True to Type

Posted on by Frank Brinkley

I wrote this on a typewriter, a 1926 L C Smith No 8. I suppose my technical history is no different from that of any other writer: from first love with pencils and pens, I moved to teenage experiments with a portable typewriter, a disastrous romance with a word processor that had trouble processing my words […]

Prospero Imprisoned

Posted on by David Gelber

When the Hogarth Shakespeare series was first announced, the idea of commissioning writers to ‘reimagine Shakespeare’s plays for the 21st century’ was met by some with mistrust. To those working in theatre, however, it didn’t feel like an affront: reimagining Shakespeare is what directors, designers and actors do each time they embark on a new […]

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Home on the Range

Posted on by David Gelber

In Days without End, the fourth in a loose series of novels chronicling the McNulty dynasty, Sebastian Barry travels back in time and across the Atlantic to a troubled 19th-century America. The narrator, Thomas McNulty, fled famine-stricken Sligo aged thirteen, creeping alone onto a ship when his father’s money ran out in the belief that […]

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No Country for Old Men?

Posted on by David Gelber

‘By the simple virtue of being male, I have less chance each day to see another sunrise,’ laments Richard Bribiescas near the beginning of How Men Age. This is a dark thought to leave hanging in the air, yet he gently brightens the mood over the subsequent chapters of this charming book. Yes, this is […]

City Slickers

Posted on by David Gelber

Don’t be fooled by the title of Iain Martin’s book. He gives you a lot more than just a view of the Big Bang of 1986, which arguably helped transform the City of London into a truly global financial centre. He also provides a good historical perspective on the City’s origins and evolution and of […]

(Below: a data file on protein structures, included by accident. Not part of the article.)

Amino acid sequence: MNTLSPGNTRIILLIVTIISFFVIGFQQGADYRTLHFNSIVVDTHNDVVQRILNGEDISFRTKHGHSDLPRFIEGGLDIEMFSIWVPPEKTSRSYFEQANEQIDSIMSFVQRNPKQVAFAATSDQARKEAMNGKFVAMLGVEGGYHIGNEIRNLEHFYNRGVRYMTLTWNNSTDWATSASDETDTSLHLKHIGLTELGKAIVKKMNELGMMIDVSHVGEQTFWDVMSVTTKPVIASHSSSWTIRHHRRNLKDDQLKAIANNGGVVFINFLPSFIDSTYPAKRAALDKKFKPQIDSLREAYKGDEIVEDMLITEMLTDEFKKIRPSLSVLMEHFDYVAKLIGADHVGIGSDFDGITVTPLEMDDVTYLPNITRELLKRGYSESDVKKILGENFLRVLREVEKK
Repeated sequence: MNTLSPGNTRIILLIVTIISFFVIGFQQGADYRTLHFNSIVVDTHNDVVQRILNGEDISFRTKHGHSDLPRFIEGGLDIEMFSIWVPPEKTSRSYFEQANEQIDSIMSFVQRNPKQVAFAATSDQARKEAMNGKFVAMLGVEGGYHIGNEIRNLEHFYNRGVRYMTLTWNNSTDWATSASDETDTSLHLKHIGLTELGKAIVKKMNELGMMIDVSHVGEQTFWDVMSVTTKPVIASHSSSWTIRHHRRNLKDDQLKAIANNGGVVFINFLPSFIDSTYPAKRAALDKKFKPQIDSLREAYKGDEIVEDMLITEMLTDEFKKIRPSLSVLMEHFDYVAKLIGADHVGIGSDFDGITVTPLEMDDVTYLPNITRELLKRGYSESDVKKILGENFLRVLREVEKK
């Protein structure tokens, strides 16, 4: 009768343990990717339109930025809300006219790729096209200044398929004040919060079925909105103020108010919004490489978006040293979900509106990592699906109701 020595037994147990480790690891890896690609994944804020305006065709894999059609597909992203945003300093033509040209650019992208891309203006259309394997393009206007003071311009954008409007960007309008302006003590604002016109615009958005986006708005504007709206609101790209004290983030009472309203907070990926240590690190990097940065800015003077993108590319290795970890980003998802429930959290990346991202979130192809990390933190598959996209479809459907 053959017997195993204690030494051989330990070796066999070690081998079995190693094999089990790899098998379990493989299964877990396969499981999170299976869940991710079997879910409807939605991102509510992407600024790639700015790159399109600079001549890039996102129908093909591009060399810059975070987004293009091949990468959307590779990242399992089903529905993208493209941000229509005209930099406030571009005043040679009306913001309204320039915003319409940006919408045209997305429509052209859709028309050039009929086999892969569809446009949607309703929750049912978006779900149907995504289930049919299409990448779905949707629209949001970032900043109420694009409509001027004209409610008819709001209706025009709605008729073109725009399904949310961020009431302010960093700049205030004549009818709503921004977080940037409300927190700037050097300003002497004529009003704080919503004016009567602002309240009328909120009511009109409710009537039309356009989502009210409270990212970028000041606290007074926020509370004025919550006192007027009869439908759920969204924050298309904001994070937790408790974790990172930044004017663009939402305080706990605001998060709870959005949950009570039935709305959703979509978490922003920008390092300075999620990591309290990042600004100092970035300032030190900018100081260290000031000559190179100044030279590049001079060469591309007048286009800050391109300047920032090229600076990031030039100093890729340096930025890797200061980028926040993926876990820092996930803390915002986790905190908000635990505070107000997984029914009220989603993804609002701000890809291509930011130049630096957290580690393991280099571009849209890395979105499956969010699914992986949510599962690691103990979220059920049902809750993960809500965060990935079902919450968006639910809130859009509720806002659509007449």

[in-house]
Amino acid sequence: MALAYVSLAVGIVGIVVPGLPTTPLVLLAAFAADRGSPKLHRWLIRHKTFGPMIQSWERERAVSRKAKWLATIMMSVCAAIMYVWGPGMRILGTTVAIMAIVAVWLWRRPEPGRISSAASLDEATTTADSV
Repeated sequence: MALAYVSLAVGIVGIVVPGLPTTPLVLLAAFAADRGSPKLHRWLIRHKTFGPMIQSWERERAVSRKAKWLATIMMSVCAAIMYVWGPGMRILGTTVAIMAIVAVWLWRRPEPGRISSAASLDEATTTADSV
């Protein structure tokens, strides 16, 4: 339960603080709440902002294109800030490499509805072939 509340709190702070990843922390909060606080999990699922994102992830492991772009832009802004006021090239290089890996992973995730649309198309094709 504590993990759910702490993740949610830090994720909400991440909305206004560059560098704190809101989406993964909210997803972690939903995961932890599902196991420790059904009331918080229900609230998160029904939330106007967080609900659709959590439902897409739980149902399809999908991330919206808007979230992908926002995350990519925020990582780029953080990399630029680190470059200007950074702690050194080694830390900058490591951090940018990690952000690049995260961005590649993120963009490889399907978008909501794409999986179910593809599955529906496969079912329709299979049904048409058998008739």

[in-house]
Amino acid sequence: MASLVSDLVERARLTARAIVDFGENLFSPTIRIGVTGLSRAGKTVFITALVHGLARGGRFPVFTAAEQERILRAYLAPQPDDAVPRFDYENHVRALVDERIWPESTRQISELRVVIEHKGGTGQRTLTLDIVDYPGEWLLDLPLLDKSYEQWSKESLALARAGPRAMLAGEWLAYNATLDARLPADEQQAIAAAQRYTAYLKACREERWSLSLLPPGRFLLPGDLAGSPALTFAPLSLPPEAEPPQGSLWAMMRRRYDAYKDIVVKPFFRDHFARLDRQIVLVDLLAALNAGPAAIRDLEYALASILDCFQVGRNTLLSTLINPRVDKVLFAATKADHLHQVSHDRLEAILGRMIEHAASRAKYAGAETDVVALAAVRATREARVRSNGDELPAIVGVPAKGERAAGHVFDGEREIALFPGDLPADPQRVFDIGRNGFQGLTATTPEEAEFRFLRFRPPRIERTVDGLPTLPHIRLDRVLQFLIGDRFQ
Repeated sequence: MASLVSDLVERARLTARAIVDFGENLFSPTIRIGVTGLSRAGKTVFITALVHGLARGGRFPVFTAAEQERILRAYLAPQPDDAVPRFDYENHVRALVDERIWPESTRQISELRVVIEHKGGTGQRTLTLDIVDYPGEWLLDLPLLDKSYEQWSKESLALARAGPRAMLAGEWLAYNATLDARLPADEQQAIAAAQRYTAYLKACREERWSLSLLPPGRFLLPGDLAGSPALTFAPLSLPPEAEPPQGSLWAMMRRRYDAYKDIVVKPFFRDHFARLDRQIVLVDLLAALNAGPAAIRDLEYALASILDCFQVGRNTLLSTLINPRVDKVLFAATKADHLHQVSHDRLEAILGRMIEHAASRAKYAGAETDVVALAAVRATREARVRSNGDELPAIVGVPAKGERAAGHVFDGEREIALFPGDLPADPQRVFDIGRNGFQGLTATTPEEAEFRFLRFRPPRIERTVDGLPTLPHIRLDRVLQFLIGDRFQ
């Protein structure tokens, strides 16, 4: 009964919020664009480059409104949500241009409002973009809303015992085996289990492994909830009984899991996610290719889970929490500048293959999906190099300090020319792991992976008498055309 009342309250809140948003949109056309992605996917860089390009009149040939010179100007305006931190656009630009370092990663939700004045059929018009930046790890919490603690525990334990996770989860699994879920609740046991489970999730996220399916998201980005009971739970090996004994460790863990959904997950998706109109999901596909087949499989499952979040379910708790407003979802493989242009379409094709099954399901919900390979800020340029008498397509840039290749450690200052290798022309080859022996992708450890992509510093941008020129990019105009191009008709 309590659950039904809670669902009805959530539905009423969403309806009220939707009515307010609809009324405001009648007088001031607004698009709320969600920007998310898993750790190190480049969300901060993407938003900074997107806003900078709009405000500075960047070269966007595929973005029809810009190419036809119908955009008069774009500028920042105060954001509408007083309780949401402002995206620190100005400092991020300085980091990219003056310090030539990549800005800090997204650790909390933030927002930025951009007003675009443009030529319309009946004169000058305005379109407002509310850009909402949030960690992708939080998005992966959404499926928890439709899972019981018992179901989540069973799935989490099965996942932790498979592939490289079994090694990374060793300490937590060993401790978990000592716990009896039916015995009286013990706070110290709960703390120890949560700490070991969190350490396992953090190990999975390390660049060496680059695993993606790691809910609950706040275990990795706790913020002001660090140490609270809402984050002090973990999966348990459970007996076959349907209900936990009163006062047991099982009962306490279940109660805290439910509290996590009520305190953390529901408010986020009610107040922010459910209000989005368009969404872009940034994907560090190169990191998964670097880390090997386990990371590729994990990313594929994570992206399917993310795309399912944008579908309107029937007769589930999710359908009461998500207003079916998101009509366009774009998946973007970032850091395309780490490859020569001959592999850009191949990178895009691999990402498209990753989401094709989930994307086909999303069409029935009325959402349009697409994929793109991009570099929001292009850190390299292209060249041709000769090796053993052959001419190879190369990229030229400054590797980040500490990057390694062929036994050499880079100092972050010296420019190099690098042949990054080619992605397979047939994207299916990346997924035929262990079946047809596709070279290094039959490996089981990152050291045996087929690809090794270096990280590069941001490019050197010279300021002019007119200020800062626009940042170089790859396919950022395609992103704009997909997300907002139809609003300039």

Last Dance in Lhasa

Posted on by David Gelber

Jianglin Li’s account of a pivotal moment in Tibet’s anguished history, the events of February and March 1959 that led the Dalai Lama to flee into exile and marked China’s total conquest of the country, is remarkable not only for its meticulously researched and detailed exposé of Chinese duplicity and ruthlessness but also for the […]

Last of the Stalinists

Posted on by David Gelber

Travel writers are tipping Albania as the next tourist hotspot, but what do we know of this ancient country? There is ‘luxury and inconvenience on the one hand, liberty, hard living, and filth on the other … Shut out … by iron walls of mountain, surrounded by the sternest features of savage scenery, rock and […]

Trial & Terror

Posted on by Frank Brinkley

Stalin was more an arts man than a scientist. He knew his Shakespeare, lauding The Tempest, as might be expected of a Caliban who overthrew several Prosperos, and effectively banning Hamlet, as did Catherine the Great. He read Plato in the original (and plagiarised The Republic in his prescriptions for poets). He stopped writing poetry […]

Relative Values

Posted on by Frank Brinkley

It took me a while to figure out what exactly this book was about. Einstein famously said (or is reputed to have said) that his biggest mistake was the inclusion in his general theory of relativity of a ‘cosmological constant’, which he came to regard as spurious. But he also made other mistakes, some arguably […]

Noé Zavaleta

Posted on by David Gelber